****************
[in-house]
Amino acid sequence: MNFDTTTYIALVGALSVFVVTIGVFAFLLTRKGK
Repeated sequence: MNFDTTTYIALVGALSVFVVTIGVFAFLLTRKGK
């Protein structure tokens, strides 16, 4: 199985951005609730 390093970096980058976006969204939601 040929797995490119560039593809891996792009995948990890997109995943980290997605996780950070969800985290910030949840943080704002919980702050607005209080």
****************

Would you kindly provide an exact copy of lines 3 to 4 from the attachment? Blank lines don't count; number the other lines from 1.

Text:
Repeated sequence: MNFDTTTYIALVGALSVFVVTIGVFAFLLTRKGK
């Protein structure tokens, strides 16, 4: 199985951005609730 390093970096980058976006969204939601 040929797995490119560039593809891996792009995948990890997109995943980290997605996780950070969800985290910030949840943080704002919980702050607005209080």